These are the URLs of the Variables String for each language: Simplified Chinese, Traditional Chinese, Czech, French, German, Greek, Indonesian, Italian, Japanese, Korean, Nigerian Pidgim, Polish, Portuguese, Brazilian Portuguese, Russian, Spanish, Arabic, Turkish, Ukrainian and Vietnamese.

Let's say, for example, that a string says:

  • “$He was very angry with me.”

The variable #He has two different values, one of which will be placed into the game according to the particular story a player is having. The first of those values, reflected in the Variables String, is male; the second one is female. They are expressed like this in the Variables String:

  • $he=él|ella


In Spanish, that sentence ("$He was very angry with me") is translated:

  • Él estaba muy molesto conmigo, if $he is male.


  • Ella estaba muy molesta conmigo, if $he is female.

You can add a variable for the gender of that word to be accord with the gender of the referred character in the timeline the player is. So you add a variable called: $molesto (angry).

Then, you write the translated phrase:

  • "$He was very $molesto conmigo"

And you add that new variable to the Variables String as:


That will make the word “molest@” addapts to the particular game of the player.

The second method is the use of curly brackets:

Curly brackets { } can be added to the text to express both genders of words without need to referring them inside of the Variables String. This will only work if they’re not part of text that's already inside other brackets. The word whose gender will adapt has to refer to the character alluded in the string.


  • #He was so happy to see us...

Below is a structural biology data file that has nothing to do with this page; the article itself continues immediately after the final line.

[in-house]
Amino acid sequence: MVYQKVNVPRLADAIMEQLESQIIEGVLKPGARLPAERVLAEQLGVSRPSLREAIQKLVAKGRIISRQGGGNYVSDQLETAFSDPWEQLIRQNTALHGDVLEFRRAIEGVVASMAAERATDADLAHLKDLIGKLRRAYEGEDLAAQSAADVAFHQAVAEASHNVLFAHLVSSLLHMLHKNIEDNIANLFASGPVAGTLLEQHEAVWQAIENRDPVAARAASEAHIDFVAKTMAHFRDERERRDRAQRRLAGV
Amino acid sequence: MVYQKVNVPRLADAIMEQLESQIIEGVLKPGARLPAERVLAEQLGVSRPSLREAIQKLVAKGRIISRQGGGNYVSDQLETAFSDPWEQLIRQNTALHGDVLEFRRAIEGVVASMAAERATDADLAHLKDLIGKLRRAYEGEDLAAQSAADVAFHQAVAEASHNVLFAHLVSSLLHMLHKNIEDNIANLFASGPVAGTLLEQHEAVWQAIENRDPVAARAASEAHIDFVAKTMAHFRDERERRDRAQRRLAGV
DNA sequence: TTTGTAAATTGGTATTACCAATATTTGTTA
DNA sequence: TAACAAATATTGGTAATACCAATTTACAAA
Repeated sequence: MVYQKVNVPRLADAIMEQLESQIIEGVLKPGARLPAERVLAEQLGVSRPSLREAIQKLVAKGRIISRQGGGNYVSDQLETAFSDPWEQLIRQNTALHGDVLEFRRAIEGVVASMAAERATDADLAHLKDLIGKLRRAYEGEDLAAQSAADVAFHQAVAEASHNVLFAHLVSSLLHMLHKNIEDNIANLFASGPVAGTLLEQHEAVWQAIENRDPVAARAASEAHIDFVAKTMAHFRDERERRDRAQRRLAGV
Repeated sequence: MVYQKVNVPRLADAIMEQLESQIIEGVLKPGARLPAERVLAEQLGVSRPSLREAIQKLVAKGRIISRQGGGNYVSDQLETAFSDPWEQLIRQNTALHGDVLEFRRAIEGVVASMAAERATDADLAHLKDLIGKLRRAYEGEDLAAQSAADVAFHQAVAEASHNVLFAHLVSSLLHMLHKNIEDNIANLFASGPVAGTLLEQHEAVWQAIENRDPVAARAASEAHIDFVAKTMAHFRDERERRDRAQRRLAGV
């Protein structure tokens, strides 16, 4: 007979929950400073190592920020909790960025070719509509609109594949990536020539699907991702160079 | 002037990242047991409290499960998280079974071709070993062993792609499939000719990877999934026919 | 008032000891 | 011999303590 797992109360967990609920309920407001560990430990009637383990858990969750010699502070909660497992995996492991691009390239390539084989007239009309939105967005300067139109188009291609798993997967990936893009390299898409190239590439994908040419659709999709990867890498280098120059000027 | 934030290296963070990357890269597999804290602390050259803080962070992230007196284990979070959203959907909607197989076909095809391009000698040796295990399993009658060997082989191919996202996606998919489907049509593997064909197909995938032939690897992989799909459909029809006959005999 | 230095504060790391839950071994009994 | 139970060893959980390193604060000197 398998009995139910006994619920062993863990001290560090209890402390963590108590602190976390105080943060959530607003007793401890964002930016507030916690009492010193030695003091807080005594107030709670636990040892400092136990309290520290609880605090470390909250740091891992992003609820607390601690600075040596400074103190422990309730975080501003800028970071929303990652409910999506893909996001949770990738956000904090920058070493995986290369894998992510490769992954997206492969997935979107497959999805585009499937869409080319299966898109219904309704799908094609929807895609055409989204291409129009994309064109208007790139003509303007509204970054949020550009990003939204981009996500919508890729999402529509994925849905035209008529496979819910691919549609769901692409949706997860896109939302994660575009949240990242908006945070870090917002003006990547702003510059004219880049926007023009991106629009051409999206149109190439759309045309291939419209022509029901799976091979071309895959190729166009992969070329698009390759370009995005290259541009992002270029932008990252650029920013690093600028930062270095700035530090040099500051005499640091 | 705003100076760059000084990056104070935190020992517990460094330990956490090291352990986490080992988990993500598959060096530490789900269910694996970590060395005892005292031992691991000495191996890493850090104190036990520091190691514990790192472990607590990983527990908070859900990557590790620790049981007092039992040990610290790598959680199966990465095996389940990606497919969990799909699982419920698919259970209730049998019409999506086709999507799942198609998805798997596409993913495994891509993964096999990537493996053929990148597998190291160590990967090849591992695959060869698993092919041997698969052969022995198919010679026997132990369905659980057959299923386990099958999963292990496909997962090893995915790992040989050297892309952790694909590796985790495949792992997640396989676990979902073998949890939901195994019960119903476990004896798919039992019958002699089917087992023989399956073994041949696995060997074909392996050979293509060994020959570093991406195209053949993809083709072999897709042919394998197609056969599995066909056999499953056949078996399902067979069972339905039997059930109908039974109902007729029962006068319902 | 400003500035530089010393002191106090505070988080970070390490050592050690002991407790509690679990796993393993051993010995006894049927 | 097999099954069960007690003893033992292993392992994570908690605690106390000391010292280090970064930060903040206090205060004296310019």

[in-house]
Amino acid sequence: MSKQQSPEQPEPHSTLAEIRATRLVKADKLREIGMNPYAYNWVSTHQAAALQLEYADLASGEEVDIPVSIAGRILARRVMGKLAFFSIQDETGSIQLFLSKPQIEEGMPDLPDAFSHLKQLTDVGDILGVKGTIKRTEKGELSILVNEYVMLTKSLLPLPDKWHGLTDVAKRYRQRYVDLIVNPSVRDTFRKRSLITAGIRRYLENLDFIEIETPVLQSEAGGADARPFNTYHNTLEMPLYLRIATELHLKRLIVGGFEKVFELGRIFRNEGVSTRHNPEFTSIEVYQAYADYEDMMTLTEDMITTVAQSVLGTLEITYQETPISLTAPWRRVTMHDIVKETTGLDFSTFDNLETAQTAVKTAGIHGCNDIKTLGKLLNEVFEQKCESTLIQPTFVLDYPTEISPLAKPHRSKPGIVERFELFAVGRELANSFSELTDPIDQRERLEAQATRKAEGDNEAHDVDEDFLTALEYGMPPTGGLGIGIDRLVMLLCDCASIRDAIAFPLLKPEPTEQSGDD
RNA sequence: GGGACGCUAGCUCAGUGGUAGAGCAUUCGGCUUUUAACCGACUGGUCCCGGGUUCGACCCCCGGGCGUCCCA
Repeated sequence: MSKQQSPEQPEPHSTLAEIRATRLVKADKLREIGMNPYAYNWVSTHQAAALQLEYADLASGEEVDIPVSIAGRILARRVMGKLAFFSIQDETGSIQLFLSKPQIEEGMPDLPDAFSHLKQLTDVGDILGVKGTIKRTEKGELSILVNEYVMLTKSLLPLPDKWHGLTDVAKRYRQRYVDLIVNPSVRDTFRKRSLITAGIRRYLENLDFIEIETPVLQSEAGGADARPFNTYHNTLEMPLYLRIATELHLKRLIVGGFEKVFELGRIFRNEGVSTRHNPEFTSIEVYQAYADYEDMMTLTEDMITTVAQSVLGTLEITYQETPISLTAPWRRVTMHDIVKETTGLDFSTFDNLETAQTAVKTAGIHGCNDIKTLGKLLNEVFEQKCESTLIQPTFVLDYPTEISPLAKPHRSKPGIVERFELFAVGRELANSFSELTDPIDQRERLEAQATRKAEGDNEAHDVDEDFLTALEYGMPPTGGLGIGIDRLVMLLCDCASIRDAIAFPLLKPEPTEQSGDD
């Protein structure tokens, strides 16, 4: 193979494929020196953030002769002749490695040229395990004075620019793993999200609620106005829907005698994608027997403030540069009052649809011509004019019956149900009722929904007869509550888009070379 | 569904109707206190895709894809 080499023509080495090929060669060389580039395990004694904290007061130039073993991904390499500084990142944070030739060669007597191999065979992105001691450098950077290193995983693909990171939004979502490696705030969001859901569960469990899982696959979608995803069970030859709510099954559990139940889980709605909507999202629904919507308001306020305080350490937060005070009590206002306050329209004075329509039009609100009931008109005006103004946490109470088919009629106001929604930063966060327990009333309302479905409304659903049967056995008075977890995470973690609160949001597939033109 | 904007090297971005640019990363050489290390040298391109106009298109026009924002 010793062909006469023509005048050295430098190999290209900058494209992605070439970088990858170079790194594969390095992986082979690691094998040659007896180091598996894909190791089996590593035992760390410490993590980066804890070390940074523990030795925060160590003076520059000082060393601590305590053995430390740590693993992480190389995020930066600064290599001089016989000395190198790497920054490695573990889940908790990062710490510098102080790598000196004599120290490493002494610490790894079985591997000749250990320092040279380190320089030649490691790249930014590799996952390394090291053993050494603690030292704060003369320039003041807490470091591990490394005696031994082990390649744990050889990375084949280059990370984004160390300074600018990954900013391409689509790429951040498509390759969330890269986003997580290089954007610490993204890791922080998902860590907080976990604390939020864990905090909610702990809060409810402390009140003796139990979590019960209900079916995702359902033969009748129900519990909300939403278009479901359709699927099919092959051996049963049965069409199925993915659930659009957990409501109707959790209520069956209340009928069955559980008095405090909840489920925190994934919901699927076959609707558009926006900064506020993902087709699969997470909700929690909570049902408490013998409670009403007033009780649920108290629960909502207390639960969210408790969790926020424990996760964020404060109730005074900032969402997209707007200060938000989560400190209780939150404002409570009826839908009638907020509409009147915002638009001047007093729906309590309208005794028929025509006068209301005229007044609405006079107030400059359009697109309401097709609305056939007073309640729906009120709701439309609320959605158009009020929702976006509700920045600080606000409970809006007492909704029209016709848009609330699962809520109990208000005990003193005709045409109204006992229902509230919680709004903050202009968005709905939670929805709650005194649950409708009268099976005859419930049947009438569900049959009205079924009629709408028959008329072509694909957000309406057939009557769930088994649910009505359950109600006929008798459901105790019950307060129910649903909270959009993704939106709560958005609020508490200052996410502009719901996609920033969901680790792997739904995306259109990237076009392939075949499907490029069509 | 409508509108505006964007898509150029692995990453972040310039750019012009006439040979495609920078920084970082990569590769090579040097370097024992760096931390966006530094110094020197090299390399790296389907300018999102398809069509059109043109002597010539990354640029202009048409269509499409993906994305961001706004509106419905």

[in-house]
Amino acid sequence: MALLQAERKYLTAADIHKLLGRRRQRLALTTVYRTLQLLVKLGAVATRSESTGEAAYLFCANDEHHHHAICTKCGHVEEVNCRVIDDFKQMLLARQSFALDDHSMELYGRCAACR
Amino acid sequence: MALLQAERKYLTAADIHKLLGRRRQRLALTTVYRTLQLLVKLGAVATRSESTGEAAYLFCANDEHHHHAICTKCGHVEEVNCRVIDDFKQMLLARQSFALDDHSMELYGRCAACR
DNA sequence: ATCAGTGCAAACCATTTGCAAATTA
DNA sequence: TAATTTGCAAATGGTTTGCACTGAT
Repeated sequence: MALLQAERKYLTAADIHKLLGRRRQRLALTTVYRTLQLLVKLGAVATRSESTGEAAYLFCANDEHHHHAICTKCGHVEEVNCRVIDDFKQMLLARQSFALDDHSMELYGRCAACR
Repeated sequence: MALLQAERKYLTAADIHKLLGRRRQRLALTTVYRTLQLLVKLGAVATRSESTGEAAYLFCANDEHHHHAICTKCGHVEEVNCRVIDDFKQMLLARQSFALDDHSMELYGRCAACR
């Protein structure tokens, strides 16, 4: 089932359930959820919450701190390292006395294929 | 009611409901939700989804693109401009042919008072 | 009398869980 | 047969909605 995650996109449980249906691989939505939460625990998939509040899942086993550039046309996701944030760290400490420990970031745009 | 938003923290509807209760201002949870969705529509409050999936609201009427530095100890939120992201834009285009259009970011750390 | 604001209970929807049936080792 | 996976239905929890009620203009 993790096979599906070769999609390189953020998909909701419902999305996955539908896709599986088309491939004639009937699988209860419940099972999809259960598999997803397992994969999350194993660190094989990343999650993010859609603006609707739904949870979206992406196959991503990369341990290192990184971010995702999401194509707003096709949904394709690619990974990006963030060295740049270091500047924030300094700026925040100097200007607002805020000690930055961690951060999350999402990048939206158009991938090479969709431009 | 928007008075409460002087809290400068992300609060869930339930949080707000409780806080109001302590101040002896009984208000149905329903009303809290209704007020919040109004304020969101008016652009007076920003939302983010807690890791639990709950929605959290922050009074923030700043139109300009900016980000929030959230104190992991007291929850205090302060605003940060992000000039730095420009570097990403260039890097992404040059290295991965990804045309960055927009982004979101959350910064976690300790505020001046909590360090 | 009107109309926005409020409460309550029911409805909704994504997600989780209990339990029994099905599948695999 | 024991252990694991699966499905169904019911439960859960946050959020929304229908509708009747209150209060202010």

• #He estaba tan {contento|contenta} por vernos...

If that was part of the text inside other brackets, it WOULDN’T be possible. Like in this other example:

  • #He was [so happy to see us...|truly mad at us... How could we left #him stranding in the middle of nowhere?]

THIS WON’T WORK. Instead, you would have to go for the first method and add variables.

The Curious Expedition Picture.png
Image source

Recommendations and clarifications:

  1. The following depends entirely on the grammar, characteristics and the whole set of words at your disposition in the language you’re making the translation to. For Spanish, when possible and coherent, I recommend to use sentences that allow both genders to be referred with the same words, so there is no need of use neither of the methods explained before.

  2. Use the literary styles of your languages when you’re making these translations. This exploits the atmosphere the game has succeeded creating and hooks the players to follow the story until the end… Like a really good book!

  3. Those characters that are gender-specific in the original text don’t need to be translated to be gender-open. For example: The Ape Emperor ( and the (so-called) Empress of Maschmeschistan (

  4. The capitalization, punctuation and spacing of the text inside brackets will reflect in the one displayed to the players. Make sure it is correct and fits with the whole narrative. Also, know that capitalization affects variables too.

  5. No, translators are not obligated to use variables in their translations in substitution of the variables in the original text. If your language and your writing skills allow the translation of the original text to be gender-open without having to use variables, go ahead… It is fine!